Next 2 September 2021, the Joint Research Centre S3 Platform will present their “study on prioritisation in Smart Specialisation Strategies in the EU”. This is the fifth report the JRC has produced, covering a full range of interesting aspects related to the Smart Specialisation Strategies.
The study aims to address the following three overarching questions:
- Has a prioritisation been achieved in the S3 strategies?
- To what extent do the selected priorities reflect the regional profile?
- How have the S3 strategies and the selected priorities been implemented?
It gives two important policy recommendations for S3 sector prioritisation such as:
- The identification of potential priority areas requires a more holistic, fine-grained, and dynamic perspective.
- Potential priority areas of S3 strategies need to be positioned in a global perspective.
The report identified four groups of strategies, each one characterised by a relatively similar prioritisation approach in the correspondence of the S3 strategies with the regional profiles (see Figure 1). Please register here to participate in their event!
Figure 1. Groups of S3 strategies according to the correspondence of their S3 priority areas with the regional/national profiles. Source: Prognos / CSIL (2021).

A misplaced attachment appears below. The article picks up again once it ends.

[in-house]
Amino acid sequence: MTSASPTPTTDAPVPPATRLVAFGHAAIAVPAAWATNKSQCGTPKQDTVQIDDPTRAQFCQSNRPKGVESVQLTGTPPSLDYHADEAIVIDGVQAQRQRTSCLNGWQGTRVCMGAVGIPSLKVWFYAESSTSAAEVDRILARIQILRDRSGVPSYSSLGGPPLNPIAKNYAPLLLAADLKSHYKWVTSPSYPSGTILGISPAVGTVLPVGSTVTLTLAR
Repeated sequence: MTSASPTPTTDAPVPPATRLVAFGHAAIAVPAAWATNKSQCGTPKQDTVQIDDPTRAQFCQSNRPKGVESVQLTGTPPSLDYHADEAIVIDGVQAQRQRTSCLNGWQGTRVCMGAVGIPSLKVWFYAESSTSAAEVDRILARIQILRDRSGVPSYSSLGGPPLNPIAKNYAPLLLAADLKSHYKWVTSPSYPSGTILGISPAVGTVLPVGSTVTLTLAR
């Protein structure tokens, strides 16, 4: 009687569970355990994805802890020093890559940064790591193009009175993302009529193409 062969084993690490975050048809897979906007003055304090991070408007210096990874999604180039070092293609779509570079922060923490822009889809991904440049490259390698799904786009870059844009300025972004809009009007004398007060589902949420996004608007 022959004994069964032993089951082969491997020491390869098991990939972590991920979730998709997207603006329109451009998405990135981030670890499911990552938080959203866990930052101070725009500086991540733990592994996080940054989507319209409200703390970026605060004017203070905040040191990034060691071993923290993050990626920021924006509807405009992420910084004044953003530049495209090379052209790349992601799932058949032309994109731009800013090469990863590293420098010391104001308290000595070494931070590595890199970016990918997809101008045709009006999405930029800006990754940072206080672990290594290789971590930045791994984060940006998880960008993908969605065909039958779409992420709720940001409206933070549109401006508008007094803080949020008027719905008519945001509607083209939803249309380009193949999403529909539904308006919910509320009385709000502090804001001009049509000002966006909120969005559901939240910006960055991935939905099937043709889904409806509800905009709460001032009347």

The other four reports also offer interesting lessons learned from the programming period 20214-2020 and perspectives on the future.
The report titled the Smart Specialisation Policy Experience: Perspective of National and Regional Authorities uses a survey gathering views and reflections of S3 implementing authorities on their policy experience. The survey highlights the main elements of the Smart Specialisation policy concept and consists of four sections: implementation, governance, Entrepreneurial Discovery Process (EDP), and monitoring and evaluation. The results of the survey show that the S3 implementation has been more difficult in less-developed regions hinting at the importance of capacity-building and institutional capabilities. S3, however, has supported the adoption and diffusion of more inclusive forms of governance in innovation policy across the EU.
The report titled Assessing Smart Specialisation Governance delved deeper in S3 governance. The report notes, once again, that S3 has made the decision-making process and the governance of innovation policy more inclusive. For instance, in many cases S3 has led to the reorganisation and/or establishment of coordination bodies, platforms, thematic working groups, and/or clusters to strengthen collective decision-making and public-private collaboration.
The report highlights the importance for managing authorities to experiment with new forms of governance and institutional arrangement to respond to the increased pressure for effective horizontal and vertical coordination. Governance, which is a collective process for decision-making, is too often facing a silo approach in governments.
Figure 2. Level of Stakeholders’ participation in the RIS3 strategy (in %). Source: JRC.